Angela Carter and the Art of Appropriation
Outwardly appropriative texts tend to frontload the notional hypotext with which they are engaged in their opening stages, as in Fielding's reworking of Richardson's Pamela over the first ten chapters of Joseph Andrews or Robert Bloch's almost verbatim relocation of some lines from Poe's 'The Fall of the House of Usher' in the opening paragraph or so of his gothic mimicry, 'The Man Who Collected Poe'. In an audaciously allusive and endlessly inventive short story, 'The Bloody Chamber', Angela Carter masterfully rewrites the fairy tale 'Bluebeard', along with snatches of Dracula, popular romance fiction, and other pieces. The opening sentence alone warrants a closer look:
“I remember how, that night, I lay awake in the wagon-lit in a tender, delicious ecstasy of excitement, my burning cheek pressed against the impeccable linen of the pillow and the pounding of my heart mimicking that of the great pistons ceaselessly thrusting the train that bore me through the night, away from Paris, away from girlhood, away from the white, enclosed quietude of my mother’s apartment, and into the unguessable country of marriage.”
Mimicry, a masterful form of appropriation with its own artistic history, prevails here. For one thing, the speaker's racing heart mimics the motions of the train; you'd be hard pressed to find a more knowing deconstruction of simile than that one right there. Also, the passage substantially mimics Jonathan Harker’s journey to Transylvania in Dracula, glorying, doubtless ironically, in the masculine, penetrative power of the engine. The male-centric heterosexuality underpinning the movement, however, is compromised by the knowing othering of marriage as an "unguessable", Conradian, foreign country. Three archetypical female roles are pinned up -- girlhood, motherhood, and wifedom -- in toyingly conventional terms; the purity of the "white, enclosed quietude" is already threatened by the sexual awakening ("burning cheek") that prefaces gratification. But such arousal is subtly discomfiting as that burning cheek is "pressed" (a delicate yet forceful word) against the impossibly, implausibly "impeccable" linen.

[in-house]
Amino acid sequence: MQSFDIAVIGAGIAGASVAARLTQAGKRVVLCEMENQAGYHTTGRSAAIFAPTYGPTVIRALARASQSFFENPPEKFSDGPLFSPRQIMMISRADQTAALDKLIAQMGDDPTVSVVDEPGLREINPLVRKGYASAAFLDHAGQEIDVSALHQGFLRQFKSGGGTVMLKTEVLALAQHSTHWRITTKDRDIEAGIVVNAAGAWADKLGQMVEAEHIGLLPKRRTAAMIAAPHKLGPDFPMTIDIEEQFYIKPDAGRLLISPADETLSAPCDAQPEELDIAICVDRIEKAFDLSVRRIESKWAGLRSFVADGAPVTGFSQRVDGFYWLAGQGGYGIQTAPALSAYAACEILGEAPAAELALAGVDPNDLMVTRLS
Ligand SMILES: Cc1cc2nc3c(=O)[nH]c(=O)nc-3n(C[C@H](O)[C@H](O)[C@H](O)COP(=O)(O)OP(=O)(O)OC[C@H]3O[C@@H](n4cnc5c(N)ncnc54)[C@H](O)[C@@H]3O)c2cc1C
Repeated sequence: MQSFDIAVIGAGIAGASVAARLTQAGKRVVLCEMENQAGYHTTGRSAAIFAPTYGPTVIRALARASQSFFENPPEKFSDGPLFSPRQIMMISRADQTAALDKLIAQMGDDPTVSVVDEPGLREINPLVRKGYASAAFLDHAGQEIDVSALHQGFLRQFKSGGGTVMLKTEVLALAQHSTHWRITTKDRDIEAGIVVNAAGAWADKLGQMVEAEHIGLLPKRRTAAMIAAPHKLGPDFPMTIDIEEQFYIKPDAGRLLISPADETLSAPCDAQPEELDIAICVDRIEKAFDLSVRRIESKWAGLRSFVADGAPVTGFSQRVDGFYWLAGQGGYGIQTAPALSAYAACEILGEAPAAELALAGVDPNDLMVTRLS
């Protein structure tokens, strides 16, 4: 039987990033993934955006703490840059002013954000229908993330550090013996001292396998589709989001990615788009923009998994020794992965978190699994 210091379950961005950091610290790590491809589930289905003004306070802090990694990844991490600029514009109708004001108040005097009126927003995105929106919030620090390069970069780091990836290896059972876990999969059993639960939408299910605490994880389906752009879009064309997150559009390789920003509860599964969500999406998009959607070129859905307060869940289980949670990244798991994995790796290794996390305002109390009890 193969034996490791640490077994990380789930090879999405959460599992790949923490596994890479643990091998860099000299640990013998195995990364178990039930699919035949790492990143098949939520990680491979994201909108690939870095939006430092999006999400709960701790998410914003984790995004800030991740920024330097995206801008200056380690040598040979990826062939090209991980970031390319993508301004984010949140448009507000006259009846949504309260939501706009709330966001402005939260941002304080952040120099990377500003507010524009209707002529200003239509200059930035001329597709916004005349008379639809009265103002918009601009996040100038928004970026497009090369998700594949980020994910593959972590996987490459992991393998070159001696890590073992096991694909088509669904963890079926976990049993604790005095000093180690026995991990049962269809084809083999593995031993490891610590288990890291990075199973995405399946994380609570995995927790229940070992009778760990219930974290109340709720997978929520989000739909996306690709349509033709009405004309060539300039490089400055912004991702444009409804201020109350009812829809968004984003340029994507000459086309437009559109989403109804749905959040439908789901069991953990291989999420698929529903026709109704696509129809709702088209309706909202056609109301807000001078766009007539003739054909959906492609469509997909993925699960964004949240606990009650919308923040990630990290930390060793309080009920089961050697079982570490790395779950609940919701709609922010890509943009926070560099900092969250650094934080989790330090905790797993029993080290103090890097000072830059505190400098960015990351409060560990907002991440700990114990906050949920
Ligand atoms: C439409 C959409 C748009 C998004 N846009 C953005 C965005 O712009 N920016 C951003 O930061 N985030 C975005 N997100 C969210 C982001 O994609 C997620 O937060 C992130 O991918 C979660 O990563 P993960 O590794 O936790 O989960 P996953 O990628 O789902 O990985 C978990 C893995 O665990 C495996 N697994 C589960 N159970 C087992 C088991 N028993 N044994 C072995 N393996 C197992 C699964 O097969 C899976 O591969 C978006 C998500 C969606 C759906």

Like the protagonist of Stoker's Dracula, Carter's heroine is in line for a world of innocence-defeating experience. Her reading habits have no doubt been shaped by popular romance novels as much as by horror fiction, and such material seeps into the page in a potent, oily mix of textual appropriation. Already, right from the first sentence, our expectations have been set on edge. In short, Carter is a brilliant, highly teachable writer, not least of all because she excelled in the delicate and multivocal art of mimicry. That delicious, messy opening sentence alone catches everything from Sade to Stoker, day-time romantic drama to the dark fairytale.